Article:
You, Me and Dupree

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You, Me and Dupree
Review (4.5/10)
(By Jeffrey Chen)

If a movie only aspires to be a formula-genre film, it still needs a little something extra to make it work. “You, Me and Dupree” arrives as nothing more than an "uninvited guest won't leave and turns the household topsy turvy" story. Usually these kinds of plots leave room for the uninvited guest to exercise his shtick. In this one, Owen Wilson is that character, the titular Dupree, and he's as good a choice as any to play up such a role and make it memorable. However, the actor has been around long enough now to make his usual personality feel typical; given that and almost nothing else for strong support, this movie falls flat.

Part of the problem involves cast members not feeling quite in sync with each other and their own characters. Dupree, the best man at the wedding of his friend Carl (Matt Dillon), crashes in on him and his new wife, Molly (Kate Hudson), just as they're settling into their new house. Wilson is guilelessly playing himself, which in the past has demanded an equally strong personality to bounce off of. He's eccentric, but has a soft side that is always willing to complement or defer to his comic partners like Vince Vaughn, Ben Stiller, and Jackie Chan. Unfortunately here, Dillon plays his part not only entirely straight but also uncomfortably stiff. The two can't convince us about being best friends since childhood -- when Dillon occasionally acquiesces to Wilson's requests to goof around, it feels like a sore stretch.

Dillon is also victimized in a side plot concerning his character's father-in-law, Mr. Thompson, played by Michael Douglas. Thompson happens to be Carl's boss, too, and since Carl isn't good enough for daddy's little girl, Thompson tries in various ways to humiliate him. The storyline has nothing to do with Dupree and, frankly, isn't all that interesting on its own. Meanwhile, Molly is given perhaps the strangest character arc when, after Dupree has far more than overstayed his welcome, she has a turnaround and eventually sympathizes with him. This is supposedly due to Dupree figuring out he's got to straighten up, thus showing his more sensitive side, but it feels like the script is merely searching for places to go.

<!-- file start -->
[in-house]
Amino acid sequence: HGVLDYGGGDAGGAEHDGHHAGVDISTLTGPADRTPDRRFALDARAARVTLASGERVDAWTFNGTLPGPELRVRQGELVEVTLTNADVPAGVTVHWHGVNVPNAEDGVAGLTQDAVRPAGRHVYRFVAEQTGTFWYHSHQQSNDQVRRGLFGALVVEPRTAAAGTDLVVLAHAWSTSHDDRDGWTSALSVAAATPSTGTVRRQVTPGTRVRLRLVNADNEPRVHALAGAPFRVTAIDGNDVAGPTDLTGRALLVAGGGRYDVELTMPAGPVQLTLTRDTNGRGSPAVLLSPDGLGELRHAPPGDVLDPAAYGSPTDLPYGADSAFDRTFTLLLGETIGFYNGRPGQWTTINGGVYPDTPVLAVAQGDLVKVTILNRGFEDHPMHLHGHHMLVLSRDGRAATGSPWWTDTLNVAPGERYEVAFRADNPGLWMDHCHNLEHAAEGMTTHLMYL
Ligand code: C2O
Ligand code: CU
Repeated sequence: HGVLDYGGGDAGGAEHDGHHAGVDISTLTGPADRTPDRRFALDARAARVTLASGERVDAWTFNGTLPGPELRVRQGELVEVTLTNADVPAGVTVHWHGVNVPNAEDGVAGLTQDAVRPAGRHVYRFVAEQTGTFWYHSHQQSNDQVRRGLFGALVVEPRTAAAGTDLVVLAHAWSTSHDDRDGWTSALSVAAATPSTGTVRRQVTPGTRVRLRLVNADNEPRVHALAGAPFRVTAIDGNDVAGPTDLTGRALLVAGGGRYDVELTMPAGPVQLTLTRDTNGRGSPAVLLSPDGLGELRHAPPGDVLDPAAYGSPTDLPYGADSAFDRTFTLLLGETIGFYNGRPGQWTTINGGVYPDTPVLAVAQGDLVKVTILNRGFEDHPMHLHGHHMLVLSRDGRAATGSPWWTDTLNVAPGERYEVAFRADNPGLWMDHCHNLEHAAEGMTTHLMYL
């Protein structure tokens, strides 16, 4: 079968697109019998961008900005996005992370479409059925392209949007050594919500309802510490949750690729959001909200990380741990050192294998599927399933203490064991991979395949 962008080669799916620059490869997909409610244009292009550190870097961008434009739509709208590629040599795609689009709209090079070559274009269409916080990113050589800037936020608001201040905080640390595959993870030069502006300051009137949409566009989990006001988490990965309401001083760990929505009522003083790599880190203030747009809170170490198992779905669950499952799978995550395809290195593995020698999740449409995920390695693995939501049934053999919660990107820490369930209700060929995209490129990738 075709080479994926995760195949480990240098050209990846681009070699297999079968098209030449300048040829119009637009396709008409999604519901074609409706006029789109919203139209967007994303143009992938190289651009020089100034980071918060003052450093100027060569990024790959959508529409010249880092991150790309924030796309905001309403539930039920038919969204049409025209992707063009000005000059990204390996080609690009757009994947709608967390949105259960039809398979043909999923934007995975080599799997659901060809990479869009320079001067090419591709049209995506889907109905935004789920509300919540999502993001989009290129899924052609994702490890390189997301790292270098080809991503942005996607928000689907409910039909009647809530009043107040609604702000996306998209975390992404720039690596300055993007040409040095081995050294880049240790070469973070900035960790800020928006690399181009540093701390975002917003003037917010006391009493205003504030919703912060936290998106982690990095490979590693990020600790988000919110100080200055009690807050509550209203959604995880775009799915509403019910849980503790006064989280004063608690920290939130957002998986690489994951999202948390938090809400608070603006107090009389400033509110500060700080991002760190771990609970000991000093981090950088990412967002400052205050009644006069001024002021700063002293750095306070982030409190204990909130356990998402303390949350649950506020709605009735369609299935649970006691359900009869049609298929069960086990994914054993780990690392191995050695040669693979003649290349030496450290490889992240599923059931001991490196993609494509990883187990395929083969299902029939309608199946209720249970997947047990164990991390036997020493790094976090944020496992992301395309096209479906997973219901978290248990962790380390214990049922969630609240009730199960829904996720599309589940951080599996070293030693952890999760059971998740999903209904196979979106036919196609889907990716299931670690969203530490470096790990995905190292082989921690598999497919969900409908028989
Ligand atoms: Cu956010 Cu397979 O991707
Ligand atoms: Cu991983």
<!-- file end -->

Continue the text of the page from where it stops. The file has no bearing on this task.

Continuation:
Having little insight to add to the already huge pile of man-child movies exploring the middle-class American male's refusal to grow up, “You, Me and Dupree” depends completely on Wilson to give it life. At least the uniqueness of his brand of comedy acts as a counterpoint to his angrier, dopier contemporaries. Adam Sandler is bitter, Vince Vaughn is arrogant, Will Ferrell is clueless, but a Wilson character is never any of these things -- ok, he can be clueless, but not outright stupid. He's oblivious much of the time, but it's a determinedly blissful oblivion; he somehow manages to communicate that he means others no harm, and that he mostly wants to share with them the fun he's having. His comedy is genial and his sweet side feels genuine.

Thus, to some degree, a Wilson charm comes through in “You, Me and Dupree,” but that may be all there is. The movie doesn't know how to maximize his comedy, putting him through a development that has him starting out as the most thoughtlessly horrific of houseguests and finishing up as an example of loyalty and liberating free-spiritedness, but doing little to make it any more convincing than just reading a description of it. The movie feels like an afterthought, a trial-and-error effort in the search for the ideal Owen Wilson solo vehicle.

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